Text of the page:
Wednesday, May 13, 2009

Head in the Clouds, Yet Feet on the Ground – the Perfect Balance

People are so often criticised for being aloof and having their head in the clouds, plainly not being aware of their environment, or the context around them. Then there’s the person who’s at the opposite extreme; got their nose in everyone’s business. What gives?

It appears to me that this is another ‘both/and’ construct for us to shoot towards--why not be both aloof to the world but grounded to heaven. By being both grounded with people and life in a practical sense and simultaneously with our heads in the clouds (spiritually and philosophically) we achieve both tasks of life, the theoretical and the practical.

And I think this is what the following means, partly:

“Since you have been raised to new life with Christ, set your sights on the realities of heaven, where Christ sits in the place of honor at God’s right hand. Think about the things of heaven, not the things of earth. For you died to this life, and your real life is hidden with Christ in God”
–Colossians 3:1-3 (NLT).

Attending to our minds, keeping them sharp, is the great objective in life. Being sharp enough to know what to focus on and equally to know what not to focus on is very important. It’s probably a big part of the essence of wisdom.

The Colossians passage is speaking to us Christ-followers in a way that we’re co-resurrected i.e. with him. There’s only one sensible, logical direction for the co-resurrected to go--a continual i.e. habitual mindset at the heavenly focal point.[1] We’re pulled, impelled forward in this via the honour attached to Christ. When we focus on how magnificent that thought is we can’t help being magnetically drawn to the eternally-charismatic King of kings.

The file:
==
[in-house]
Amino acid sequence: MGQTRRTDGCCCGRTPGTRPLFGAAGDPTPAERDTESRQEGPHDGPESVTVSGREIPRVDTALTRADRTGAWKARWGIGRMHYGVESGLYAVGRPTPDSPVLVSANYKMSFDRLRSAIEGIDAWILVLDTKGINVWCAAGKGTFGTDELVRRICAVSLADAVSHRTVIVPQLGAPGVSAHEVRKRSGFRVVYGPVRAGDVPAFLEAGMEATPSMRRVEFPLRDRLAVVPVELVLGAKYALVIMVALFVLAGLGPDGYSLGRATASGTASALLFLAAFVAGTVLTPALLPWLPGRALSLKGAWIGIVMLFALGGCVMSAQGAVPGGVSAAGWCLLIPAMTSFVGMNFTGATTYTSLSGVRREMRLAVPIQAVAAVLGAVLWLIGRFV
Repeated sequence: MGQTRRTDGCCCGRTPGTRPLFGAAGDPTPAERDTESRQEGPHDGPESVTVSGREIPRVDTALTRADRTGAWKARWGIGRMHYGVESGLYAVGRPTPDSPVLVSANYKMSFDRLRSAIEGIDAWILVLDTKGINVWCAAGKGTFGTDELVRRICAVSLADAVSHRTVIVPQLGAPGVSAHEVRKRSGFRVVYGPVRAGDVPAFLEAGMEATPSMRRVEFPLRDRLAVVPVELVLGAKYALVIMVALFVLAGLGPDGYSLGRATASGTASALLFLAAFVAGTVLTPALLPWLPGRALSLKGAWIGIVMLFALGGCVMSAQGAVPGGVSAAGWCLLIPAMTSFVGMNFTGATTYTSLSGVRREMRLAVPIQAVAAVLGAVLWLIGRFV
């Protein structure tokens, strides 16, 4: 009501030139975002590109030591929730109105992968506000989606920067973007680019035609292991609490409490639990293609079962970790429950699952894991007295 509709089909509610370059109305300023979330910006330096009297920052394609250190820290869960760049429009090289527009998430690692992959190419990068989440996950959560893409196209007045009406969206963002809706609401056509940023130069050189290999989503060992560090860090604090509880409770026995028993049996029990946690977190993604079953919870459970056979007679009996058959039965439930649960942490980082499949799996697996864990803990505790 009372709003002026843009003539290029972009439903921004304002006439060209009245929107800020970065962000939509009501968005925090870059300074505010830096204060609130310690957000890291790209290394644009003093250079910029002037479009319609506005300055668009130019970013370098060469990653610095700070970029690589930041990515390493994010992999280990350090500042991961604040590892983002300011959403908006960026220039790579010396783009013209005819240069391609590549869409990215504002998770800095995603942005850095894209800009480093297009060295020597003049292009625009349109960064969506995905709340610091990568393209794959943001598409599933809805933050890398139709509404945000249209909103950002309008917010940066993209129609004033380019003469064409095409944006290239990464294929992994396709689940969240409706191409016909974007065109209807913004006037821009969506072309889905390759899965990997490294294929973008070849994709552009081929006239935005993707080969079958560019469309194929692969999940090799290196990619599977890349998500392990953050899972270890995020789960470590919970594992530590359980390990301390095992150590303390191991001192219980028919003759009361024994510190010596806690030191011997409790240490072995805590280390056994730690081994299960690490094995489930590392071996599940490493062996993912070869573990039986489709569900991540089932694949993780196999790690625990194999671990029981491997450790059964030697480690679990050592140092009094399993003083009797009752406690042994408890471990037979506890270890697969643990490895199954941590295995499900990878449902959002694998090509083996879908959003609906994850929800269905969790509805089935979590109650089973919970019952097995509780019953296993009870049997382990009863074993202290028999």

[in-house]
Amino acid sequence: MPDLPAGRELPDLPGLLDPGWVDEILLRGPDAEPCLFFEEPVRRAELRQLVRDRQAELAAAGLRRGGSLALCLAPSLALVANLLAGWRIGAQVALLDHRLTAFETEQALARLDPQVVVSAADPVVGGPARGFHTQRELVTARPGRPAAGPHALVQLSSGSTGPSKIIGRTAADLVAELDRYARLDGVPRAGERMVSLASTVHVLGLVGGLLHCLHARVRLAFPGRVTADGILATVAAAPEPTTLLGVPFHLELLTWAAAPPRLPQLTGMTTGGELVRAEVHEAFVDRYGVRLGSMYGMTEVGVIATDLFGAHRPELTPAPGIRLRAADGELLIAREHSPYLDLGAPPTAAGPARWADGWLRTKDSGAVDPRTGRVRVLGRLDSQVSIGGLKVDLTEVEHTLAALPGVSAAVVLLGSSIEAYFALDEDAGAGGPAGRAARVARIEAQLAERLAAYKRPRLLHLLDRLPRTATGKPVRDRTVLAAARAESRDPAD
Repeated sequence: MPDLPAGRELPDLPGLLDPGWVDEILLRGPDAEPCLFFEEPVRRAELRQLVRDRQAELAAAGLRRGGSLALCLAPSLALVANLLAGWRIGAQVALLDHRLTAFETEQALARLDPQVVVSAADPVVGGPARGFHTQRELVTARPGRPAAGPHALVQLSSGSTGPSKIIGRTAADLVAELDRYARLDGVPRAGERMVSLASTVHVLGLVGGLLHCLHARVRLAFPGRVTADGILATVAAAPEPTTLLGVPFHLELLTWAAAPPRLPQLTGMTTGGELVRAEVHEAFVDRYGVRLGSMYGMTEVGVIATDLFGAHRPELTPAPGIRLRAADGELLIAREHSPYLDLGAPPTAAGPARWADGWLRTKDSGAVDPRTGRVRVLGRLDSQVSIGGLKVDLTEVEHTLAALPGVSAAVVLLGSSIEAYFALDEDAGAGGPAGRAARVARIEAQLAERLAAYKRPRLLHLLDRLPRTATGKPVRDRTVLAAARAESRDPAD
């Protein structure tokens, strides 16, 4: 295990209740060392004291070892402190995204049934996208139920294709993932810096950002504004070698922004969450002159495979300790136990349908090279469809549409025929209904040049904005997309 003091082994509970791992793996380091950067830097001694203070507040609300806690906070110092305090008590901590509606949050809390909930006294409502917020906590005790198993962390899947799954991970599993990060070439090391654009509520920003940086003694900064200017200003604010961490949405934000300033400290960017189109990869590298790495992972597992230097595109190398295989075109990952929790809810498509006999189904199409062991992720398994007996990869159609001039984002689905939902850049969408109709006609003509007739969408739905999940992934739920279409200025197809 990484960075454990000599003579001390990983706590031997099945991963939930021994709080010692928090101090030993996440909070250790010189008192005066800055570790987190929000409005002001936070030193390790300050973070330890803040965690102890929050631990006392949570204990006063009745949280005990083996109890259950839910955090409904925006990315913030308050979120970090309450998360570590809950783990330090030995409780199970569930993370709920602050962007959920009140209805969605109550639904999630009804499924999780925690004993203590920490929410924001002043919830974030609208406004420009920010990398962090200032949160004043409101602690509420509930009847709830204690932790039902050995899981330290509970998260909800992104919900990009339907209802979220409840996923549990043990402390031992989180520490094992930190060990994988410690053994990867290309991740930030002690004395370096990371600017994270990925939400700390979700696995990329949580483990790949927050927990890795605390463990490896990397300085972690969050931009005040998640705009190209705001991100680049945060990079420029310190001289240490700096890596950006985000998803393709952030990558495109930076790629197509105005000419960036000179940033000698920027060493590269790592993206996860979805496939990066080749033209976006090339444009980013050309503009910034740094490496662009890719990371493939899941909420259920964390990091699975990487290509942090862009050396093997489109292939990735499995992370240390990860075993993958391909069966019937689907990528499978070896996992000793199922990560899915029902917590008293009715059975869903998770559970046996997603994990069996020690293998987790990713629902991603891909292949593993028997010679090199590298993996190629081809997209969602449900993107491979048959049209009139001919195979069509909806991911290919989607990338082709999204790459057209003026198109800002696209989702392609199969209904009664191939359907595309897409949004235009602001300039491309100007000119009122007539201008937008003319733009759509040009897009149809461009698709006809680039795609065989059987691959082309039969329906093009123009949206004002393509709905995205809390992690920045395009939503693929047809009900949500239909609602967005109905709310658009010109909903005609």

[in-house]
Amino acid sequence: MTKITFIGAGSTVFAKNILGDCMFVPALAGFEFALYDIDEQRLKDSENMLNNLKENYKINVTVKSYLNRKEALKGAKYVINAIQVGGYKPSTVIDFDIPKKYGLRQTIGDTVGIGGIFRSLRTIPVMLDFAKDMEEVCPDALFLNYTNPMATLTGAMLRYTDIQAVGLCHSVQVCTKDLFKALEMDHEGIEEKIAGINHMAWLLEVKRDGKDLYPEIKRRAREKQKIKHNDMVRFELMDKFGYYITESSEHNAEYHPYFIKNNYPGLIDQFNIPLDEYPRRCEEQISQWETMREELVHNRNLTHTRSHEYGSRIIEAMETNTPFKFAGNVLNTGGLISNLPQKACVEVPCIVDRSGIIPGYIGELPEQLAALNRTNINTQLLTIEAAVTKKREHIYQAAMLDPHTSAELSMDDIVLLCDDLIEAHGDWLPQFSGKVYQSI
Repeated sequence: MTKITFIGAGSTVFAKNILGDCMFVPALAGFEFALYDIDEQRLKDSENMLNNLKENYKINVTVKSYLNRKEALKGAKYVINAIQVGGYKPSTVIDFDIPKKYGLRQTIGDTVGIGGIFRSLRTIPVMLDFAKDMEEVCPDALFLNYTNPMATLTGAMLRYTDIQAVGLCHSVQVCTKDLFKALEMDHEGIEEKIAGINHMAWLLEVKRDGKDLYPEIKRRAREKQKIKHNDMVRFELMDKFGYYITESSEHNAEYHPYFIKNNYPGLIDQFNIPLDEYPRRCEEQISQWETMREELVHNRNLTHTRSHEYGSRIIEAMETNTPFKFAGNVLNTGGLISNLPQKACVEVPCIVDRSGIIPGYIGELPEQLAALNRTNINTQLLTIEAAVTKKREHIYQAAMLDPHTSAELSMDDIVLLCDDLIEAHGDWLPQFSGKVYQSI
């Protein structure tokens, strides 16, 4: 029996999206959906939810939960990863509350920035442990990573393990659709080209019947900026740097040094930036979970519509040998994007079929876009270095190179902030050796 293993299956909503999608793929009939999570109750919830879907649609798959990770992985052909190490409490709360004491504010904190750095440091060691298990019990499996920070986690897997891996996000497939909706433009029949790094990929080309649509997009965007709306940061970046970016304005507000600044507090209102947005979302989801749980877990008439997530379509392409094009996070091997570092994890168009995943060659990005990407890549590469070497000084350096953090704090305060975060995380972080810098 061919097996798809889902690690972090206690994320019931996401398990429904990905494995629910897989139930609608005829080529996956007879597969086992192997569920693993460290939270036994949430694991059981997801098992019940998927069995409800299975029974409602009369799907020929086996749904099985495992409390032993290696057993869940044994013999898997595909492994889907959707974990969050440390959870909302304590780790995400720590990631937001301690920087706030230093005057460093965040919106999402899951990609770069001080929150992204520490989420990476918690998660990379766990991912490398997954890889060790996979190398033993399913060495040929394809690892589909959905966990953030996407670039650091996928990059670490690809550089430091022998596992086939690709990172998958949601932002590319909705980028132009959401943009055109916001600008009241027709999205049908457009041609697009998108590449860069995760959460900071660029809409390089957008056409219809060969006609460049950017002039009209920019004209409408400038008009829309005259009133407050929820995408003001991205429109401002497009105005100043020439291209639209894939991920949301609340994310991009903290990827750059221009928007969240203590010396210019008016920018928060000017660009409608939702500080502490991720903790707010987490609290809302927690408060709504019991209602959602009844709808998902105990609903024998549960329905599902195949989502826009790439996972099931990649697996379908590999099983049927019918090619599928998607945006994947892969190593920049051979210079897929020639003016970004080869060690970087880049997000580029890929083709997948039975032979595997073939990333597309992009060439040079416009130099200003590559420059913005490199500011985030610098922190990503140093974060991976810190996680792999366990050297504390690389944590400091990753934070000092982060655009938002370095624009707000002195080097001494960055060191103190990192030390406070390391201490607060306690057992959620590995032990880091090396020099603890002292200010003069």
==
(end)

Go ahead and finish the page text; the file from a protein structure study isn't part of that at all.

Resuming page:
And when we take this thought further we understand that the virtuous life is grounded in ‘the now,’ not in the life to come, though we must live now from the eternal worldview, having it clearly in sight and looking back from it. Everything of God is a verb; it’s mostly about doing practical things that actually show love, joy, peace, grace, faithfulness, kindness, self-control, humility and host of other things.

Being hidden with Christ in God is ostensibly about a secret weapon--having an advantageous, privileged position, not without certain duty. We’re marked, identified. We’re set apart, not ‘better’ than others per se, but we’re different--and we ought to act differently i.e. other worldly, not worldly.

Achieving the authentic Christian life of holy living is both visionary and practical; it’s both having our head in the clouds and having our feet firmly planted on terra firma.

Copyright © 2009, S. J. Wickham. All Rights Reserved Worldwide.

[1] Fritz Rienecker & Cleon Rogers, Linguistic Key to the Greek New Testament (Grand Rapids, Michigan: Zondervan, 1976, 1980), p. 577-78.

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